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Govt defends Right to Buy sell off

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The government has insisted any homes sold under the Right to Buy scheme will be replaced by other social housing.

The Conservatives have pledged to increase the scope of the Right to Buy scheme and force housing associations to sell off their properties.

An additional 1.3 million tenants will now be able to purchase their homes for a discounted rate, but the scheme has attracted criticism from those in the housing industry.

However, communities secretary Greg Clark has said this will not lead to a fall in social housing.

He said that ‘consistently, over many years, nearly 86% want to own their home and just because you have signed a social tenancy should not mean you sign away your aspiration to own your own home’.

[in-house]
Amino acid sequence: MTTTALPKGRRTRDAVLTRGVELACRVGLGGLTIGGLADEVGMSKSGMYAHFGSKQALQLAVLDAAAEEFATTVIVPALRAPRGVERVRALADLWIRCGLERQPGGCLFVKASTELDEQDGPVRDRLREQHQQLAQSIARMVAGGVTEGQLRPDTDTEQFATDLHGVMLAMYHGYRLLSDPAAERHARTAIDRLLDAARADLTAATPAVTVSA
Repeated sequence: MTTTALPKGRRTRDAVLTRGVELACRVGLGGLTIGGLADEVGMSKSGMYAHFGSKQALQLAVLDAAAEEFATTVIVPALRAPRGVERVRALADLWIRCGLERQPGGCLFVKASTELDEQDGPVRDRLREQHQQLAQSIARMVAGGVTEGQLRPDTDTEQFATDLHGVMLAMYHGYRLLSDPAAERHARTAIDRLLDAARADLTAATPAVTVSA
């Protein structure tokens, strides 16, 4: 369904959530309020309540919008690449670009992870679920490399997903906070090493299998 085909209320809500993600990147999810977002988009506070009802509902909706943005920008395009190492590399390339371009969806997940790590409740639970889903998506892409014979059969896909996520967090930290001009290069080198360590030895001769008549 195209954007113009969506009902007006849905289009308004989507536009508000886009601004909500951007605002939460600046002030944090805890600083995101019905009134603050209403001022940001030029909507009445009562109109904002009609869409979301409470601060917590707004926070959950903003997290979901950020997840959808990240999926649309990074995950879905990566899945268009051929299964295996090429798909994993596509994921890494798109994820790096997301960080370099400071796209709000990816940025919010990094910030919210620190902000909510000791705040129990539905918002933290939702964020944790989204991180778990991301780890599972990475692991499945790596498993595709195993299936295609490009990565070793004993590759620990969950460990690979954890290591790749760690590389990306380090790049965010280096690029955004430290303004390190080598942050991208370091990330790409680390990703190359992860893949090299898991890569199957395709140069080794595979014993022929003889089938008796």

Housing associations and councils will be expected to replace these properties. However, historically this has failed to happen. Only one in every 19 properties sold under the scheme since 2012 have been replaced.

Housing charity Shelter was particularly critical of the plans. It pointed to Greater Manchester where just two properties have been built to replace the 863 sold under Right to Buy since 2012.

Clark insisted the country would not see a net fall in affordable properties.

“Where the flat is sold to the existing tenant it is not lost, it does not evaporate, and it is sold to someone that has means to pay for it, so then what is released in terms of the sale can then build an extra home – so it is adding to the housing stock,” he said.

“Every housing association property that is sold will be replaced one for one for a new property, so it is not only allowing people to meet their housing aspiration, but to increase the housing stock as well.”

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